Wrongs: An Interview with Filmmaker Joshua Oppenheimer

A Cultural History of Law in the Modern Age, 2016

22 Pages Posted: 2 Jul 2019

Date Written: May 25, 2016

Abstract

Filmmaker Joshua Oppenheimer, in conversation with Richard Sherwin and Danielle Celemajer, discusses how truth and fiction, memory and fantasy, history and aesthetics figure in his two films The Act of Killing (2012) and The Look of Silence (2014) on the genocide in Indonesia in 1965-66, which claimed the lives of at least 500,000 victims. By remembering (and re-imagining) acts of torture and killing, from the perspectives of both the victims and the perpetrators, Oppenheimer explores the twin possibilities of individual and collective forgiveness and the re-legitimation of the political process. Oppenheimer’s work enacts an ethically inflected aesthetic that enriches our understanding of art, history, and politics alike.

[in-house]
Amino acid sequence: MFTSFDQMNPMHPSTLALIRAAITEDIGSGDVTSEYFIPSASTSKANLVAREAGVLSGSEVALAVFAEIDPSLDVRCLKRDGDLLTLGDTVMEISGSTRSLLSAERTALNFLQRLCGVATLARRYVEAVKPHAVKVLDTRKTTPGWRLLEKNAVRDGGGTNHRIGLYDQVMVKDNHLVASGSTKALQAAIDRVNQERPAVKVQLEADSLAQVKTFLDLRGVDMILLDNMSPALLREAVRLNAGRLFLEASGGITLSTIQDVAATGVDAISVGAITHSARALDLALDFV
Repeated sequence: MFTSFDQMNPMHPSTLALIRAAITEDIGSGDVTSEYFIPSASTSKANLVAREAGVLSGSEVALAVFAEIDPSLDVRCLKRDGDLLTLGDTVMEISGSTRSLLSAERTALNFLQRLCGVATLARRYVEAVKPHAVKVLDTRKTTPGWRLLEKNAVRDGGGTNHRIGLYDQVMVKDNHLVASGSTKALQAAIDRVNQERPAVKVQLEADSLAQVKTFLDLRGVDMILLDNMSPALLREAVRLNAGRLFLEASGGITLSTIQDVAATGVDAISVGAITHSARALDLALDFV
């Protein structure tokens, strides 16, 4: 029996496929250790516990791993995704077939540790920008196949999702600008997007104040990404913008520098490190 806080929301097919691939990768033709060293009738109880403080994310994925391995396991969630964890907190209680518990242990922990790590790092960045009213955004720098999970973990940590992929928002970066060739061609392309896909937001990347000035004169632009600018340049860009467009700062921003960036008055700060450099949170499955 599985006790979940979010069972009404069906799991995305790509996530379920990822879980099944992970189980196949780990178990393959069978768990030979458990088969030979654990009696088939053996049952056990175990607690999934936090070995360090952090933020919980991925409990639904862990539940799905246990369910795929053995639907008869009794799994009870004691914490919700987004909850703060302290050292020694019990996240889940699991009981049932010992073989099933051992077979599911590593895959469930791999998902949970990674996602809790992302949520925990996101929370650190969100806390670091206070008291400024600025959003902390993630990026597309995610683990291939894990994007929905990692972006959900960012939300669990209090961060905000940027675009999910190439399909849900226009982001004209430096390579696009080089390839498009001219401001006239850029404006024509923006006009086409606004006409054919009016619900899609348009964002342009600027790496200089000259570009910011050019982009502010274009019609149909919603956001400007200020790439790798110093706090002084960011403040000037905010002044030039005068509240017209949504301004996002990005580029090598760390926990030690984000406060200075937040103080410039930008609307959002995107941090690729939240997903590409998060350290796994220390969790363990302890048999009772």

Keywords: torture, human rights, genocide, transitional justice, film. aesthetics, surrealism, reconciliation, empathy, love

JEL Classification: K14, K42,

Suggested Citation

Sherwin, Richard Kenneth and Celermajer, Danielle, Wrongs: An Interview with Filmmaker Joshua Oppenheimer (May 25, 2016). A Cultural History of Law in the Modern Age, 2016. Available at SSRN: https://ssrn.com/abstract=3402957 or http://dx.doi.org/10.2139/ssrn.3402957

Richard Kenneth Sherwin (Contact Author)

New York Law School ( email )

185 West Broadway
New York, NY 10013
United States

Danielle Celermajer

The University of Sydney ( email )

University of Sydney
Sydney, NC NSW 2006
Australia

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